Notepad: Risk in Review – March

Morgan O'Rourke


March 1, 2018

Cape Town Faces Imminent Water Shortage

cape town day zeroDue to an ongoing, three-year drought, officials in Cape Town, South Africa, project that the city will run out of water in late spring, becoming the first major city to exhaust its water supply. In preparation for this so-called “Day Zero,” officials advised Cape Town’s four million residents to limit water use to 50 liters (13.2 gallons) per person per day, hoping to stretch the supply as far as possible. They have also implemented tariffs to help finance water and sanitation services and drive down demand. Nevertheless, the dams that supply most of the city’s water are only at 25% capacity as water usage has reportedly still been well above targets. Once the dams reach 13.5% capacity, the city intends to shut the off the municipal water supply to all but essential services. Residents will then be allowed a daily 25-liter (6.6 gallon) water ration that they must collect from one of 200 water stations, which will be manned by armed guards.

Doomsday Clock Ticks Closer to Midnight

In January, amid concerns over the increasing possibility of nuclear conflict and the danger posed by climate change, the Bulletin of Atomic Scientists’ Science and Security Board moved their symbolic Doomsday Clock 30 seconds closer to midnight. Established in 1947, the clock is intended to warn people about the likelihood of global annihilation, as represented by the minute hand’s proximity to a theoretical midnight hour. “In 2017, world leaders failed to respond effectively to the looming threats of nuclear war and climate change, making the world security situation more dangerous than it was a year ago,” the group said in a statement. The clock now stands at two minutes to midnight, a level last reached in 1953 when the United States began testing the first hydrogen bomb, and the closest the clock has ever been to apocalypse.

Apple, Cisco, Allianz and Aon Develop Cyber Insurance Program

In an effort to better protect customers from ransomware and other malware-related threats, Apple and Cisco teamed up with Allianz and Aon to create a new cyber insurance program. As part of the program, Aon will perform a cyber resilience evaluation for businesses that use certain Apple products (due to their enhanced security by design) or Cisco Ransomware Defense software in order to evaluate their cyber defense posture and recommend ways to improve. These companies will then be eligible for favorable terms and conditions on enhanced cyber insurance policies offered by Allianz, including low or no deductibles and coverage for business income loss due to a cybersecurity event. Should an organization be the victim of a malware attack, Cisco and Aon will also provide incident response services.

Peacock Sparks Airline Policy Review

After United Airlines’ refusal to allow a passenger’s “emotional support peacock” to board a flight from Newark to Los Angeles went viral in January, the airline updated its policy regarding such animals. While federal guidelines mandate that airlines admit trained service animals and emotional support animals, they are permitted to require documentation and can deny boarding to “unusual” animals that could pose health and safety risks to others. Beginning March 1, United’s policy requires that a passenger provide veterinary documentation confirming that an emotional support animal is healthy and properly vaccinated and that it has received the appropriate behavioral training. Delta announced a similar policy after reporting that incidents involving aggressive and unsanitary animals on its flights had spiked in recent years, including a case in June where a man was bitten by another passenger’s comfort dog.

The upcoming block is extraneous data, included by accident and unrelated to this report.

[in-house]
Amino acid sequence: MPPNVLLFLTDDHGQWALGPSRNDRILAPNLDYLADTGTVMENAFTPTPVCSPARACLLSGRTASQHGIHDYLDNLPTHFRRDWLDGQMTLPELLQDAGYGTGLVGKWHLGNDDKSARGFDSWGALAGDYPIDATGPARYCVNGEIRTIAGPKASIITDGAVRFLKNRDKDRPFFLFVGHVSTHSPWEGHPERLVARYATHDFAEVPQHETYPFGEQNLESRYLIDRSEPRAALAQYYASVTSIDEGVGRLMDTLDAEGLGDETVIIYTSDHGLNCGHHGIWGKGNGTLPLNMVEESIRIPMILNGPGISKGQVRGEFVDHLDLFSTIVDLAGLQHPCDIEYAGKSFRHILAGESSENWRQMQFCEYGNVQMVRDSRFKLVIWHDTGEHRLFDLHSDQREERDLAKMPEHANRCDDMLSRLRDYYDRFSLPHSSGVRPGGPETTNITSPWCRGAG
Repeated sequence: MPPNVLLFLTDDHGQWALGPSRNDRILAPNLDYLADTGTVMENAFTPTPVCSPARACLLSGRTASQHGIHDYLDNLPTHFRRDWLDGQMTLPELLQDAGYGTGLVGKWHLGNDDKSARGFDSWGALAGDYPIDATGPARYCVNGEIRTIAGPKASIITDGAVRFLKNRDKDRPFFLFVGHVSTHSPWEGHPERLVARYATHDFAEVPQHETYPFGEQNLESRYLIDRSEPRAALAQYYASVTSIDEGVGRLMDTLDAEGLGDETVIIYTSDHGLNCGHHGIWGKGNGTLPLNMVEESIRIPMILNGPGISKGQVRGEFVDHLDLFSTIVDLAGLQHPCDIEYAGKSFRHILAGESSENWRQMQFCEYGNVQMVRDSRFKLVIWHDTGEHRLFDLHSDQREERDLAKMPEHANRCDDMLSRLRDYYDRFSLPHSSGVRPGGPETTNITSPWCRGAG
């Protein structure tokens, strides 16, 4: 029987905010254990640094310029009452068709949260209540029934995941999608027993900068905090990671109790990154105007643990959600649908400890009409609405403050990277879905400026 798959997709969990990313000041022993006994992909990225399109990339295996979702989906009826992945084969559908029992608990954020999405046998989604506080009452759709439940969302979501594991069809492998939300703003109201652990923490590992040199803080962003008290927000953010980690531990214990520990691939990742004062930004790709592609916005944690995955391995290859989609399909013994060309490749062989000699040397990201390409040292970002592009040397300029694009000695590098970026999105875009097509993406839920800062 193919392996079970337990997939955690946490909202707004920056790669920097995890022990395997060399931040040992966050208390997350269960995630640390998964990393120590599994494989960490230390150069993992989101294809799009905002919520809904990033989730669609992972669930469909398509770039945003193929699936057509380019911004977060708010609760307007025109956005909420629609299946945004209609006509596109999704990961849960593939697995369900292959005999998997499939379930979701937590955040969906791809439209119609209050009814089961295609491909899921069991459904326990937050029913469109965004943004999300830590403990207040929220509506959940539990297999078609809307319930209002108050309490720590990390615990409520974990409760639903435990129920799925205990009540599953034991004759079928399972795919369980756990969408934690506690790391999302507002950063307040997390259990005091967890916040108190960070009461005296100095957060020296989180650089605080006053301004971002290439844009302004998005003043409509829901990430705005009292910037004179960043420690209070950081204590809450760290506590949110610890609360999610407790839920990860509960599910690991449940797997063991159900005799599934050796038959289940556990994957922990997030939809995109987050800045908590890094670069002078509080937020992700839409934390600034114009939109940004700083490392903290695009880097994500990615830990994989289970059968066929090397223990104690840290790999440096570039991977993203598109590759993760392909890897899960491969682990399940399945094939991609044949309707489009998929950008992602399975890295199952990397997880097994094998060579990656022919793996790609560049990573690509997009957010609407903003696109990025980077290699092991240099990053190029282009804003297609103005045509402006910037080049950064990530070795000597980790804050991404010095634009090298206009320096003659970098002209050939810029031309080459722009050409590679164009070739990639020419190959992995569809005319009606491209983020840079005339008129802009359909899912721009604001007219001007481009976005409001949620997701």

New York City Sues Oil Companies Over Climate Change

In January, New York Mayor Bill de Blasio announced that the city had filed suit against BP, Chevron, ConocoPhillips, Exxon Mobil, and Royal Dutch Shell in an effort to recover the billions of dollars it will have to spend to protect against the effects of climate change. The lawsuit seeks to recover damages already incurred and the future costs of resiliency measures. “We’re bringing the fight against climate change straight to the fossil fuel companies that knew about its effects and intentionally misled the public to protect their profits,” de Blasio said in a statement. New York also plans to divest its pension funds of $5 billion in investments in fossil fuel companies. Last year, a number of California cities and counties, including San Francisco and Oakland, targeted the same oil companies in similar suits.

Fitness App Reveals Military Secrets

A fitness tracking app called Strava that allows users to record and share their exercise habits may have also inadvertently revealed the location of military bases and personnel around the world. Users discovered that the app’s heat maps, which use the GPS data of subscribers to highlight popular running routes, can be cross-referenced with the locations of known military installations to track personnel movements and patrol routes, determine the configuration of bases, and target specific individuals. The U.S. Department of Defense plans to review the situation to determine what it needs to do to ensure the safety of soldiers and staff. “The rapid development of technology requires the rapid refinement of policy and procedures to enhance force protection and operational security,” Army Col. Robert Manning III said at a Pentagon news conference. “DoD personnel are advised to place strict privacy settings on wireless technologies and applications.”

Morgan O’Rourke is editor in chief of Risk Management and director of publications for the Risk & Insurance Management Society, Inc. (RIMS)